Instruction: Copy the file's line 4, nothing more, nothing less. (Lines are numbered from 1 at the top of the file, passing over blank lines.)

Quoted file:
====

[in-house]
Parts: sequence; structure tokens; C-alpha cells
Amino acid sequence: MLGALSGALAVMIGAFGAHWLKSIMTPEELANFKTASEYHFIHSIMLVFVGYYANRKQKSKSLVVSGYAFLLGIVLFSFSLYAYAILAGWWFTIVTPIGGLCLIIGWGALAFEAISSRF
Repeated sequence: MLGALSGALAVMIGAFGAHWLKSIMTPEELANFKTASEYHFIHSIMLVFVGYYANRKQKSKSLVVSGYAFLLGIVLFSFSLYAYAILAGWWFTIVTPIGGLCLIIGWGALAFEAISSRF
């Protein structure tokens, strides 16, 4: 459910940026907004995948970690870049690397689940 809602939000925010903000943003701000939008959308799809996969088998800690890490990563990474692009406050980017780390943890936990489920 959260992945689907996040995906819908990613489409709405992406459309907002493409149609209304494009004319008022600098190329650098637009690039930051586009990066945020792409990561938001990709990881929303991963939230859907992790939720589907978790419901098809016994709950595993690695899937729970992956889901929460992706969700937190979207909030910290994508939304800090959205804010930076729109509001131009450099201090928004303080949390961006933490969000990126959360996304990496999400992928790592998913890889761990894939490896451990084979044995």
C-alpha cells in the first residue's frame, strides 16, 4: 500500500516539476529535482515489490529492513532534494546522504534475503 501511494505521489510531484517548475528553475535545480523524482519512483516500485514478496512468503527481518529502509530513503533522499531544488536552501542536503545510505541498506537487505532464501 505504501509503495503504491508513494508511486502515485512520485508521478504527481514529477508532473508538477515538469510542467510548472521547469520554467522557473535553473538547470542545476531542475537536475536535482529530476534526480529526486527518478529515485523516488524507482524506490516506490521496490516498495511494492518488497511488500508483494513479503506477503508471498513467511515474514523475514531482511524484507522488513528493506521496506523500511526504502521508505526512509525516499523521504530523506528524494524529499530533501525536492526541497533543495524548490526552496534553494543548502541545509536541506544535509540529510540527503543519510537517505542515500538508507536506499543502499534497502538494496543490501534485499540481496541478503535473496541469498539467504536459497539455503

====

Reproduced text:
Repeated sequence: MLGALSGALAVMIGAFGAHWLKSIMTPEELANFKTASEYHFIHSIMLVFVGYYANRKQKSKSLVVSGYAFLLGIVLFSFSLYAYAILAGWWFTIVTPIGGLCLIIGWGALAFEAISSRF